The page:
The young rider dropped from the race lead to eleventh overall, 3:25 behind Alberto Contador. Surely this ends his chances of winning, or even finishing on the podium.

Or does it?

Alejandro Valverde rode an excellent TT, and is only 27 seconds behind Contador—but the real mountains have yet to take their toll on his legs, which have already logged a lot of miles.

No one knows how Alberto Contador is really feeling, or how his legs will react to the highest peaks and steepest climbs, day after day, in the closing stages. Will his newly healed tibia support the strain of all-out climbing day after day?

Chris Froome might have been having an off day, or the continual crashing might be taking a toll. Since breaking his wrist in the Tour, Froome hasn’t logged the training miles he might usually to prepare for the Vuelta; he might be ready for the really tough climbs or he might not. Or, he might ride himself into form by the final week and be the quickest man on the course.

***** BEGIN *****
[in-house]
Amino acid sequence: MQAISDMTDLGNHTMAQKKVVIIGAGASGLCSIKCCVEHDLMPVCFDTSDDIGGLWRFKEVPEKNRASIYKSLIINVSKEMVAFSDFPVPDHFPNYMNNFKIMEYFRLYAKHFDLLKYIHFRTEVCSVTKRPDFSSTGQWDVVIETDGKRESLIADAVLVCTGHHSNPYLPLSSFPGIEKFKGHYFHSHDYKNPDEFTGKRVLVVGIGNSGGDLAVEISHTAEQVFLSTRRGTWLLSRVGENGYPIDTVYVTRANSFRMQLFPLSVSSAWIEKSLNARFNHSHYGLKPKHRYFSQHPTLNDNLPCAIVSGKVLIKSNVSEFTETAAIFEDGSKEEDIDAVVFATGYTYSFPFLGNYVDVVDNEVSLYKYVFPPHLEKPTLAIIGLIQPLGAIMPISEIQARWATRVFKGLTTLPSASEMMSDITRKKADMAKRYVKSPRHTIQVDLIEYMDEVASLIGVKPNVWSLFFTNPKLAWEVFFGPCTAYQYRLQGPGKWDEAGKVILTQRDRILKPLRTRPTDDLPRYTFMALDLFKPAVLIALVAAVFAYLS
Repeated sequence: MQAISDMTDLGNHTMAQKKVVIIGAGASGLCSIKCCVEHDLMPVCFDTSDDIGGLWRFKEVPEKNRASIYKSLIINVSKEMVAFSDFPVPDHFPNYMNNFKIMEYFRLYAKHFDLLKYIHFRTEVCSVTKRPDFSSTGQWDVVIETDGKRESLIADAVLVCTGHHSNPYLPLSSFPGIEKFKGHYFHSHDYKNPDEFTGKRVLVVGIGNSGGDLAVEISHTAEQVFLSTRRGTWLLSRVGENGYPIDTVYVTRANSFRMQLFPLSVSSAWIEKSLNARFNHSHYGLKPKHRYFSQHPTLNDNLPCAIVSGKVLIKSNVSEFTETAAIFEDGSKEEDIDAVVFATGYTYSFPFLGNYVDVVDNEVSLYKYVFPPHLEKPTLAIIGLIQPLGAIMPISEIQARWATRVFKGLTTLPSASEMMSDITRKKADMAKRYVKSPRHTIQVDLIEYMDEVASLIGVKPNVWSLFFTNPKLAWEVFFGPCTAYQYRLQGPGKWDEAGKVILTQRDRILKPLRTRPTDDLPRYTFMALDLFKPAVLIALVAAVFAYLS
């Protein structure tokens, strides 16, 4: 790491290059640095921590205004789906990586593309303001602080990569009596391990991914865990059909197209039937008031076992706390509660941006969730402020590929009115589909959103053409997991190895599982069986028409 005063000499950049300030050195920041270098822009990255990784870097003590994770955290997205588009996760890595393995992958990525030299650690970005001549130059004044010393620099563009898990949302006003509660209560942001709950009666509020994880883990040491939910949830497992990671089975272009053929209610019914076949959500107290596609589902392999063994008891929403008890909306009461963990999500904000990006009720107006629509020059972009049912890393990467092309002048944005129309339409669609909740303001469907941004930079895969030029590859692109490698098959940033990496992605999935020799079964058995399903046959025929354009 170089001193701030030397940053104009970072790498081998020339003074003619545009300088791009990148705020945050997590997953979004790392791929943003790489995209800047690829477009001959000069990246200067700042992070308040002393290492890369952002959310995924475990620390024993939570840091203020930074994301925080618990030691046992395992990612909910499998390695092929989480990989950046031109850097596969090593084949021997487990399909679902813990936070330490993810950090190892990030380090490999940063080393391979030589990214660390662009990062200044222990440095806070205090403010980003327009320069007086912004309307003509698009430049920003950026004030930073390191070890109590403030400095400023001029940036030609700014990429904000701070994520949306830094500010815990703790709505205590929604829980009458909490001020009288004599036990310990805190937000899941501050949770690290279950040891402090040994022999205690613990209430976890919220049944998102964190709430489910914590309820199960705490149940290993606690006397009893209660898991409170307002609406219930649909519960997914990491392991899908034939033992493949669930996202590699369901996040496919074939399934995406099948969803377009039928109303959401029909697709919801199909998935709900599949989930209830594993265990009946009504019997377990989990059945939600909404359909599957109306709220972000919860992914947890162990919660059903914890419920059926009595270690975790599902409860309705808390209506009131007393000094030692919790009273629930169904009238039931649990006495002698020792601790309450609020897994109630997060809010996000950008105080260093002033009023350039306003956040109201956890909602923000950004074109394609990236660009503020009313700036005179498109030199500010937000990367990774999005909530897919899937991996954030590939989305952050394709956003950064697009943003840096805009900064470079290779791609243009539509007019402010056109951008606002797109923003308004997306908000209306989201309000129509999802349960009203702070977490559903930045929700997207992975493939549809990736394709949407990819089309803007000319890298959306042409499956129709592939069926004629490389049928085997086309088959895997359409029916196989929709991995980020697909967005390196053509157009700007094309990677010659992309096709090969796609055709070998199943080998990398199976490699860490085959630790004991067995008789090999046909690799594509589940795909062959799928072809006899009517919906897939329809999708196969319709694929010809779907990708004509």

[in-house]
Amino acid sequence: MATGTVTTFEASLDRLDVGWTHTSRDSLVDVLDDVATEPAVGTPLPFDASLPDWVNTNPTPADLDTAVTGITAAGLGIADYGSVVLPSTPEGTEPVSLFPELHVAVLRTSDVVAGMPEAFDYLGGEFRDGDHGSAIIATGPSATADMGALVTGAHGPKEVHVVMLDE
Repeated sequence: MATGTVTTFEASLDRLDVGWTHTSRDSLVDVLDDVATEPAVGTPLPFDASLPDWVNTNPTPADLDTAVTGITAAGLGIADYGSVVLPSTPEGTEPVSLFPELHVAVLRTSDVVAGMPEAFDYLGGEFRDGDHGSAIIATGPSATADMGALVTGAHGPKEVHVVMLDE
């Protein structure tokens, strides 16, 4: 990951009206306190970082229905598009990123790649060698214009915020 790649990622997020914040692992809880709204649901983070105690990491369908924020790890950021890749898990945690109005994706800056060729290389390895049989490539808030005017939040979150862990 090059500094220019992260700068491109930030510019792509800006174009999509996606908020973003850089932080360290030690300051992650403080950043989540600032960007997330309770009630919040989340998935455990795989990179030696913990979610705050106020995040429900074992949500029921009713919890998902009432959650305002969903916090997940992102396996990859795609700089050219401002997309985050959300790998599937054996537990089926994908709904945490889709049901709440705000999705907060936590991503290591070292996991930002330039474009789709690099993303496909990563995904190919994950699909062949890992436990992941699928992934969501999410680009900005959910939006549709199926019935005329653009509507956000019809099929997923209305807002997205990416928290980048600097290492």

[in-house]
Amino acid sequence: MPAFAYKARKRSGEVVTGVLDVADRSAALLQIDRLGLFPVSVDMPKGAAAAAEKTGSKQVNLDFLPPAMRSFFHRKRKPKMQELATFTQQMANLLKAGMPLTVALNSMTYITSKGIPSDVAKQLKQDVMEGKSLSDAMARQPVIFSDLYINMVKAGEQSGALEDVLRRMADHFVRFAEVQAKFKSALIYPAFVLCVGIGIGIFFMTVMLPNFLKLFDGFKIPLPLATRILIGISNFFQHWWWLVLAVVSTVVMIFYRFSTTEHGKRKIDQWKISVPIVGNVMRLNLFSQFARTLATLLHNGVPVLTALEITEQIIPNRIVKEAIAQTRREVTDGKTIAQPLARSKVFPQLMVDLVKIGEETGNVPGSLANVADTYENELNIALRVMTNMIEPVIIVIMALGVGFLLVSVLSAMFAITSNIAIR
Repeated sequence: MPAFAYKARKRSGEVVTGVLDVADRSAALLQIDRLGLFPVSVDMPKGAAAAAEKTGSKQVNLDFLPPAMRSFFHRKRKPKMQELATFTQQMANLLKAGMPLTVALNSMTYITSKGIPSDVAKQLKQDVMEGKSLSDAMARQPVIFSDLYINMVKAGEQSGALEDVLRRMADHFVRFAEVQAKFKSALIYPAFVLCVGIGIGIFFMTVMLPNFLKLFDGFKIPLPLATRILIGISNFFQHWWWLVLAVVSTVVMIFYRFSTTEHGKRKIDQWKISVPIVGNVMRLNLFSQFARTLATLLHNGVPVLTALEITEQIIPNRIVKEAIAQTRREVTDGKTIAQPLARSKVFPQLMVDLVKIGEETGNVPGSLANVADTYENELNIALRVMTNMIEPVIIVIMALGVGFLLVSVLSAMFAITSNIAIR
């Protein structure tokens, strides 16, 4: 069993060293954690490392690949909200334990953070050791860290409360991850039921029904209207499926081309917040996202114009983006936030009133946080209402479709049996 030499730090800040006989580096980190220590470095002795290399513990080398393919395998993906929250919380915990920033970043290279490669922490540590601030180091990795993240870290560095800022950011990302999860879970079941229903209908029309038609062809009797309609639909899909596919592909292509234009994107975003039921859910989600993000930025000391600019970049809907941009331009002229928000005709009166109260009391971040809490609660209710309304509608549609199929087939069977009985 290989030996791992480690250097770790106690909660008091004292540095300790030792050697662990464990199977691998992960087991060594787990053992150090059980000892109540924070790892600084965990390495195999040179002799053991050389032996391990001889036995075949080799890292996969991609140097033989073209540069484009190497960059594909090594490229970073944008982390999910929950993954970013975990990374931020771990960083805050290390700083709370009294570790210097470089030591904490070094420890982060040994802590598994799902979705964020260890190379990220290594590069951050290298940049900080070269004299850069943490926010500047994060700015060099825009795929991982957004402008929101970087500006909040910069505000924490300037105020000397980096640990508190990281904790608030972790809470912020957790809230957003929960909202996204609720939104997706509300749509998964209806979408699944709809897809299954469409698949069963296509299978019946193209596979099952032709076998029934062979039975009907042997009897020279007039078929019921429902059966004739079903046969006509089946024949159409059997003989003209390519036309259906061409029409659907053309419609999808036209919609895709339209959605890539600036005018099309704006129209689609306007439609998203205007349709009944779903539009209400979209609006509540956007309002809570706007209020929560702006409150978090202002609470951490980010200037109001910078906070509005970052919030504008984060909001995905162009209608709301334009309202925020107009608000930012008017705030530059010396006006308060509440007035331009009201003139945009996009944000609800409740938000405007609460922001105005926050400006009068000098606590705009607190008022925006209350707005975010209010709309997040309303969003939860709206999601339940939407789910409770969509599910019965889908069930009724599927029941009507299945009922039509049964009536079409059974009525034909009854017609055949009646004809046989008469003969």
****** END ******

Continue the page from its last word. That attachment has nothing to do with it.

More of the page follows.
No one, not even the riders themselves, know how their bodies will react to the six remaining summit finishes which will probably determine the overall winner. It could well be that Nairo Quintana, as far behind as he is right now, can put in a series of rides like the ones that won him the Giro in May.

Stage 11 might help sort things out more clearly. 154 km from Pamplona to Santuario de San Miguel de Aralar, the stage finishes with a Cat 1 climb, ten km at an average of 7.5 percent and a ramp of 14 percent in the final couple kilometers.

In the United States, Universal Sports will broadcast most of the stage live, starting at 10 a.m. EDT. Eurovision, RTV, Sporza and other regional networks also carry coverage. will have a live ticker, and usually has a list of links. Check for information for your region.